Drug Possession for the Purpose of Trafficking
Calgary's Top Drug Possession for the Purpose of Trafficking Defence Lawyers
Calgary Criminal Lawyers Ryan Claxton & Peter Hoare continue to defend vigorously against drug charges, with a focus on asserting the Charter rights of clients to be free from unreasonable search and seizure and to be free from arbitrary arrest and detention. As Parliament and Law Enforcement increase spending on drug prosecution, it is more important than ever to have a defence team at your side that you can trust.
What is the difference between a possession and possession for the purpose of trafficking charge?
If a person is charged with possession of a drug for the purpose of trafficking, the prosecution must establish that the narcotic found was an illegal drug and that the accused was in legal possession of that drug. More importantly, the Crown must show that the accused possessed the drugs in order to sell (or give) it to others.
What factors will the court use to determine if a trafficking charge is warranted?
Ultimately, the charge of possession for the purpose of trafficking can be used if the Crown has reason to believe that the drugs would have been distributed in the future. The Crown does not have to show that the drugs were in fact already sold. The Crown will look at a variety of factors to determine if the trafficking charge is appropriate, these may include some of the following:
- The amount of drugs involved
- Packaging and Presentation of the illicit substances
- The street value of the drugs discovered
- The amount of money seized
- Debt lists
- Statements by the accused and any witnesses
- Large gaps between personal wealth and declared employment income
- Any association with known drug traffickers
- Any materials/ equipment that could be used to distribute the drugs (scales, bags)
How Calgary Criminal Lawyers Defend your Drug Possession Charge
Often, if a large volume of drugs is seized the prosecution will file a charge of trafficking. However this does not mean that a conviction for trafficking will be secured. For instance, an accused may testify that needed a large amount of illicit drugs for personal use. This may prompt the judge to reduce the charge from possession to for the purpose to the less serious charge of simple possession. Peter and Ryan have successfully dealt with trafficking level possession charges for a broad range of narcotics. Drug charges often stand or fail based on the court’s review of application to exclude evidence, assessments of police conduct and stays of proceedings. These are some of the strategies that Peter and Ryan will use in your defense.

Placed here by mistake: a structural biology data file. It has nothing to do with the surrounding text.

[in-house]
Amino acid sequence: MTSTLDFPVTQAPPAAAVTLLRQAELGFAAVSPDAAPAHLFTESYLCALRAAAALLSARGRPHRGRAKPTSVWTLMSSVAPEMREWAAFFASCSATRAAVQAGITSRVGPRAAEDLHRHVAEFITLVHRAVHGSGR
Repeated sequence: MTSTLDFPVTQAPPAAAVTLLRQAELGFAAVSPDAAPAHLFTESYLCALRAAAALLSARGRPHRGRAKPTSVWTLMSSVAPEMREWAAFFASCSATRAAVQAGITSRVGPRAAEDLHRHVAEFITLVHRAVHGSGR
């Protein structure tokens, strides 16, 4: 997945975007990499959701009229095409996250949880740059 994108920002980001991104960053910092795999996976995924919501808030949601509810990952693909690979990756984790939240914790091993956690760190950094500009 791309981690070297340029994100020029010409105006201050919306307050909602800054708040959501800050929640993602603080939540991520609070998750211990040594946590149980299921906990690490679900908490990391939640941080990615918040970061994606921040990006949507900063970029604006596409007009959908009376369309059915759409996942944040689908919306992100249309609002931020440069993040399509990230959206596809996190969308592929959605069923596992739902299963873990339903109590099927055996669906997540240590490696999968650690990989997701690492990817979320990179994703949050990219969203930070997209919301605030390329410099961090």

What is the typical penalty for possession for the purpose of trafficking?
In general the Court will examine the particulars of each case, including the quantity of the drug and the reason the accused was in possession of the drug. The commercial sale of drugs is a highly aggravating factor and usually results in significant jail terms. However, it is possible for someone facing a small drug charge to avoid a criminal record or have their charge withdrawn.
Those persons found in possession of large quantities of drugs destined for commercial sale can face can face multiple years in jail. Courts in Canada are now required to use minimum sentences of imprisonment for certain drug offences. You can read about those minimums jail times for drug offences here.
Sentences for possession of narcotics differ greatly based on your criminal history, personal circumstances as well as the quantity and type of drugs found. The consequences can range from absolute discharges to very lengthy penitentiary sentences.